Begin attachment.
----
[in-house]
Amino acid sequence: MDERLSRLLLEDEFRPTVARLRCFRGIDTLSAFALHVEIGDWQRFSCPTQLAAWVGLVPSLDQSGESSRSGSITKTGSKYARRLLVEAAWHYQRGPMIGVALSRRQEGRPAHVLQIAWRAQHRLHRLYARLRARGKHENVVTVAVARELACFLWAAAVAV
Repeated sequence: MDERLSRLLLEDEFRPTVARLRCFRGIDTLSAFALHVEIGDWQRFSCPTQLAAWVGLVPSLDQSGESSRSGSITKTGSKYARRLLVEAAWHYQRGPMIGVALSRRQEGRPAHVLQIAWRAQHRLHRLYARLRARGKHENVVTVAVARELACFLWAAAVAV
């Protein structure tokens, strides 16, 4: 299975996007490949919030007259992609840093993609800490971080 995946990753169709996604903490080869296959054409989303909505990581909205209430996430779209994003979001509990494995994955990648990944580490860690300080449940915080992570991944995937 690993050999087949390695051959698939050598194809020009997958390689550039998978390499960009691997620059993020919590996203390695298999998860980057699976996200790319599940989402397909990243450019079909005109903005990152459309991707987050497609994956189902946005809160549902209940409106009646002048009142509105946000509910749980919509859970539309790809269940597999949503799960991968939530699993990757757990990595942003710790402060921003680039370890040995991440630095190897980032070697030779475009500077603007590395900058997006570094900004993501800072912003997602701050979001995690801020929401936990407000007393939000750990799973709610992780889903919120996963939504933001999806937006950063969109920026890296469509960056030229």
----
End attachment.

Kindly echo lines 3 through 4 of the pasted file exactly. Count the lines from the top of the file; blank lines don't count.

Repeated sequence: MDERLSRLLLEDEFRPTVARLRCFRGIDTLSAFALHVEIGDWQRFSCPTQLAAWVGLVPSLDQSGESSRSGSITKTGSKYARRLLVEAAWHYQRGPMIGVALSRRQEGRPAHVLQIAWRAQHRLHRLYARLRARGKHENVVTVAVARELACFLWAAAVAV
């Protein structure tokens, strides 16, 4: 299975996007490949919030007259992609840093993609800490971080 995946990753169709996604903490080869296959054409989303909505990581909205209430996430779209994003979001509990494995994955990648990944580490860690300080449940915080992570991944995937 690993050999087949390695051959698939050598194809020009997958390689550039998978390499960009691997620059993020919590996203390695298999998860980057699976996200790319599940989402397909990243450019079909005109903005990152459309991707987050497609994956189902946005809160549902209940409106009646002048009142509105946000509910749980919509859970539309790809269940597999949503799960991968939530699993990757757990990595942003710790402060921003680039370890040995991440630095190897980032070697030779475009500077603007590395900058997006570094900004993501800072912003997602701050979001995690801020929401936990407000007393939000750990799973709610992780889903919120996963939504933001999806937006950063969109920026890296469509960056030229």